When I give slide seminars, my first rule is " There are no rules".
Do what feels good and natural for you. Most slide players are self-taught and they end up using whatever finger they started with. As with most things, its terribly difficult to unlearn things once you have become accustomed to them.
For those that have never played slide before, and have no preference, conventional wisdom advises the slide on the pinky. This allows the most flexibility/possibilities/dexterity to fret chords and apply fingering/damping behind/in addition to the slide.
But many fine slide players use the ring, middle and some even use the index finger. If that's what works/feels good, sounds good, then don't fight it or try too hard to unlearn it.

Action and set-up is another controversial slide topic, and again- there are no rules- To find out what works best for you, experiment!
To share my experience- I had picked up the slide and put it down in frustration many, many times until I finally got to the point where I could stand to listen to myself. I think in the very beginning its helpful to raise the action a bit so you don't fret out the slide or hear quite so much rattle and buzz from the slide. The thinner strings are most likely to surrender to the weight of the slide and fret out. My slide teacher had recommended putting 14's on for the high E string (even on electrics!) I've been playing 52-11s for so many years now that they feel like light gauge to me now. Its a good compromise. Even so, I'm starting to move most of my guitars down to 48-10s now. Its taken a long time for me to get that kind of control over the slide. If you are going to set up a guitar dedicated to slide, and you haven't played much slide, the idea of a much heavier string on the high E is a pretty good one as long as you don't expect to be attempting any Albert King 3 step pulls.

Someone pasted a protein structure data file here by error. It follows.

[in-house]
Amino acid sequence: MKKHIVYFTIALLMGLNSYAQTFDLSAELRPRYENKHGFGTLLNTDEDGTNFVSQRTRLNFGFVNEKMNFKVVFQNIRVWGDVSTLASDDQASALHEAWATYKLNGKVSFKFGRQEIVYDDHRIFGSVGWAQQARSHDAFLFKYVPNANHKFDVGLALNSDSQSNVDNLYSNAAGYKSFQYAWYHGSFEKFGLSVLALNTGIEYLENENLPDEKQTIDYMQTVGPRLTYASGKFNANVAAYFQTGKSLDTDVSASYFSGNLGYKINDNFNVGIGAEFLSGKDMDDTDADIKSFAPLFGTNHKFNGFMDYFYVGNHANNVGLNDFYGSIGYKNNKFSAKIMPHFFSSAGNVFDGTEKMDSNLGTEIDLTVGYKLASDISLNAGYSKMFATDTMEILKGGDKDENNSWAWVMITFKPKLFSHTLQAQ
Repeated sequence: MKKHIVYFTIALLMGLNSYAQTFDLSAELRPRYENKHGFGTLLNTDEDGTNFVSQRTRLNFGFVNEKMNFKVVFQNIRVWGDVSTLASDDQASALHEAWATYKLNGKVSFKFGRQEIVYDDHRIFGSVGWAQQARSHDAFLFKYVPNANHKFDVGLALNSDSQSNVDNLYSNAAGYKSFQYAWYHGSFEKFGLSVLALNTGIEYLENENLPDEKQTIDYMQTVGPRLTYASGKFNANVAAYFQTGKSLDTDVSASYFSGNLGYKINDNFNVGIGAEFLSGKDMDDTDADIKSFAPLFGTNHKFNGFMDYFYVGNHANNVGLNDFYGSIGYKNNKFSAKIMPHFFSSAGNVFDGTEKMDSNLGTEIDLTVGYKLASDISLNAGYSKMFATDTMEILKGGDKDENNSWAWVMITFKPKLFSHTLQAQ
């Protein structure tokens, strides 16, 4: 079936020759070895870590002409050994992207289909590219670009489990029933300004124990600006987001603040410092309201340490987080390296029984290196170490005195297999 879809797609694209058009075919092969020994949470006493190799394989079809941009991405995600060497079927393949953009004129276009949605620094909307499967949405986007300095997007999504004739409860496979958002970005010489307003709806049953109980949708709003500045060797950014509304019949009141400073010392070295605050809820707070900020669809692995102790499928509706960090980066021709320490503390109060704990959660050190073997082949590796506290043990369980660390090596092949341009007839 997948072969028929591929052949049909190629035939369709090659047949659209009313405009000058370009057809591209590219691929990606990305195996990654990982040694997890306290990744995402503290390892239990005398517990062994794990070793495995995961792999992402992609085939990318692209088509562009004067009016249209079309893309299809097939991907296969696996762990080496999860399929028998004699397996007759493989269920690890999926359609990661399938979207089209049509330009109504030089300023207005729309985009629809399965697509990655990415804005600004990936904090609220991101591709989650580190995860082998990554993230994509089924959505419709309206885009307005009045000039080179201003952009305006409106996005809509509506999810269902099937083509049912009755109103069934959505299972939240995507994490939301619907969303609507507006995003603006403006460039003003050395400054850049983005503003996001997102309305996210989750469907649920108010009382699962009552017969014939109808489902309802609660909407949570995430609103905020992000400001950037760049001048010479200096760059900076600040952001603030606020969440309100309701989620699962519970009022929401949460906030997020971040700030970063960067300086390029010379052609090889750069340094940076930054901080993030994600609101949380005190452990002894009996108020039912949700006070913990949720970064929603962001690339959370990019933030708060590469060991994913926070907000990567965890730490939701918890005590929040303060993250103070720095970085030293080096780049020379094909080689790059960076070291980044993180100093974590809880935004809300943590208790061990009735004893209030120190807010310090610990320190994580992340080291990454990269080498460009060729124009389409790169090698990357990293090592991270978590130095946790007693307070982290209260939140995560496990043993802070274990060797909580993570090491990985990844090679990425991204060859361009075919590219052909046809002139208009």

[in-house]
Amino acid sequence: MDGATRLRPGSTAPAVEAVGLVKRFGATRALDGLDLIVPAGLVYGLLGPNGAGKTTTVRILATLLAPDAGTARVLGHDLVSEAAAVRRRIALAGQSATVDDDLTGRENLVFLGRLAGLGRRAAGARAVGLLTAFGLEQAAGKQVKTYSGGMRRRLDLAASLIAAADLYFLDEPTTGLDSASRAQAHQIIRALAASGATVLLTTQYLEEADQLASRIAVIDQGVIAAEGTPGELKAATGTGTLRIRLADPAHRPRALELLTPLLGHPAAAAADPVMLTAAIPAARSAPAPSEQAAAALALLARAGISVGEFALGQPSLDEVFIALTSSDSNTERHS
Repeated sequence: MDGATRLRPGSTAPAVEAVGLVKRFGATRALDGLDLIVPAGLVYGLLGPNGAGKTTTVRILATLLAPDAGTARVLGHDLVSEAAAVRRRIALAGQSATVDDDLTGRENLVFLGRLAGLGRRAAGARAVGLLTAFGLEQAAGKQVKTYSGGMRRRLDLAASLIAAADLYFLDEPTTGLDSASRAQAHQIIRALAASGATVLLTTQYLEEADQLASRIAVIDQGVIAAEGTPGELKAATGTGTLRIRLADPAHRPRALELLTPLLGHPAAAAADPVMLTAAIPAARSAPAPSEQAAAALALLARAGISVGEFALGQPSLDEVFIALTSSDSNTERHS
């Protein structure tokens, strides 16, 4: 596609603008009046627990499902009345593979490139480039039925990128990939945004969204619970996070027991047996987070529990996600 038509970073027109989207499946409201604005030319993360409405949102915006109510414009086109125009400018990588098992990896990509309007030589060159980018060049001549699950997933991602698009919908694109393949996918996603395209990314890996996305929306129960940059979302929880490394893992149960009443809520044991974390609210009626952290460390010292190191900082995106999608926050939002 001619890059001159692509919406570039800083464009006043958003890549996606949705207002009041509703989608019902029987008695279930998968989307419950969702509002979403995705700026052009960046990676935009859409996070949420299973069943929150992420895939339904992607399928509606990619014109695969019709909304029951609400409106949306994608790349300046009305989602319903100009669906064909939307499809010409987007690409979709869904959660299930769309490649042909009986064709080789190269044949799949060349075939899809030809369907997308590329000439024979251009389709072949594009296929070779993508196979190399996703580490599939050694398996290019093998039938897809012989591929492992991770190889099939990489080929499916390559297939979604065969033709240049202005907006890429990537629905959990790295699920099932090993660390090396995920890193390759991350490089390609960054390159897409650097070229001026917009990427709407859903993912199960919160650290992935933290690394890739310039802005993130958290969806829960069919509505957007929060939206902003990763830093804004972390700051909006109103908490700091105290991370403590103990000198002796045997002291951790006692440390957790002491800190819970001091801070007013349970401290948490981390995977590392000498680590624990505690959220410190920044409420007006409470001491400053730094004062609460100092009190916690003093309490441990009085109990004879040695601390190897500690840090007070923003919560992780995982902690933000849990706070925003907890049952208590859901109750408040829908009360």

Again, I think the primary goal in the beginning is to get a clean slide tone where the notes don't fret out against the neck or rattle. High action and heavier strings are just part of the equation. Also the weight and composition of the slide will effect the way the notes sing (or die).
Finally, picking and damping technique will play a huge role in your success or frustration levels in achieving tone you are happy with.
The best advice in all departments is just keep at it, experiment, and stick with what works for you.
Slide on!

decay-o-caster